Deana Lawson’s mythical portraits of blackness

Deana Lawson’s mythical portraits of blackness
An intimate study — The New York photographer’s striking, large-scale images offer an intimate look at black life around the world.

Deana Lawson’s photographs embody the realm of myth, a space where the divine and mortal realms merge.

They centre around the subjects of family, spirituality, sexuality, and intimacy within the black experience, in the US, the Caribbean, and Africa. She credits Carrie Mae Weems and Renee Cox for piquing her interest in documenting issues of race and identity, as well as cultivating a nuanced conversation around black aesthetic in both art and daily life.

Now living in Brooklyn, Lawson draws inspiration from everything – from vintage nudes, juke joints and acrylic nails, to fried fish, lace curtains, the Notorious B.I.G. and thrift shops. Her large-scale photographs are extremely formalist and meticulously staged, but they’re also profoundly intimate studies of black life around the globe today.

Deana Lawson, Oath , 2013; from Deana Lawson: An Aperture Monograph

Her first monograph, Deana Lawson (Aperture), presents 40 key works made over the past decade in the US, the Caribbean, and Africa. A selection of 13 photographs and a new film will be on view in Deana Lawson, the new exhibition opening at the Underground Museum in Los Angeles on October 12, 2018.

Hailing from Rochester, New York (the home of Eastman Kodak), mythology has informed Lawson’s life. Her family had several connections to George Eastman and the company, while her father was a photographer.

“Deana claims she was predestined to become a photographer,” explains Megan Steinman, Director of the Underground Museum.

“Her images are so layered and complex conceptually that you can get turned around by them, but in the most beautiful way, because it has the mythology of black lives that takes you across dimensions and across time. She stretches back to Africa, and the Transatlantic Slave trade to the Industrial Revolution, Jim Crow, and the Harlem Renaissance, to the keepers of incredible archives of art and creativity: the mothers, sisters, fathers, brothers, and cousins, the kids on a playground, and the mundanity of everyday life.”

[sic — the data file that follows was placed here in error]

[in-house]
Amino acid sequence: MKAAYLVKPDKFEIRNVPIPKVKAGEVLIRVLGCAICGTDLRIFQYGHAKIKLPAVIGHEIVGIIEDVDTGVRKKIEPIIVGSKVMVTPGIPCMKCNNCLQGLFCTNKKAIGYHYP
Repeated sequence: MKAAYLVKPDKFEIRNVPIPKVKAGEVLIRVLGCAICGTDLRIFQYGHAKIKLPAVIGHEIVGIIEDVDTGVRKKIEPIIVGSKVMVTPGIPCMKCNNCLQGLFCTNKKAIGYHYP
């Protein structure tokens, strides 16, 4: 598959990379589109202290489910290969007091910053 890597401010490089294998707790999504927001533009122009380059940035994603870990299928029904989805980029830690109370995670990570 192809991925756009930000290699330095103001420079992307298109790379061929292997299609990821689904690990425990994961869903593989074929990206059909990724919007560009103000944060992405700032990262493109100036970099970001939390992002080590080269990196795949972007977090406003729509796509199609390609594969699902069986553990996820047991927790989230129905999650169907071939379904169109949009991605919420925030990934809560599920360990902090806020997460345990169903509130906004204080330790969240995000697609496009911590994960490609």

Deana Lawson, Nation , 2018; from Deana Lawson: An Aperture Monograph

Lawson’s subjects are usually strangers she meets in public places. She then steps inside their world to explore how they express their identities within the privacy of their own homes. Her photographs show us how her subjects see themselves, and she allows us to look at the ways in which personal style, facial expression, posture, and interior décor interact in a new kind of portraiture that could be described as domestic formalism.

“I’ve rarely seen more powerful subjects in a photograph than in Deana’s photographs,” Steinman says. “They are strangers and in the process of meeting them, inviting them to be part of their work, and composing them within the frame of her photograph, she has managed to never take from their own personal agency. In that gift of agency, of the subjects looking back at you, you understand how you yourself have agency, and you feel that transfer of power that’s happening between photographer, subject, and viewer. In Deana’s work, the power is a three-way shared responsibility so that everyone is taking care of the other person.”

Lawson’s work eradicates the insidious presence of the white gaze, creating a conversation that exists free from the bind of double consciousness. “Deana talks about demonstrating a beauty that has always been there,” Steinman adds.

“The majority of our audience, which is black and brown, come in and really sit with that. I hope that message is transferred, not just theoretically, but that all audience leaves with a very full heart and a very loving knowledge of that kind of beautiful blackness.”

Deana Lawson, Coulson Family, 2008; from Deana Lawson: An Aperture Monograph

Deana Lawson, Nikki’s Kitchen , 2015; from Deana Lawson: An Aperture Monograph

Deana Lawson, Mama Goma , 2014; from Deana Lawson: An Aperture Monograph

Deana Lawson will be on view at the Underground Museum in Los Angeles through February 17, 2019.

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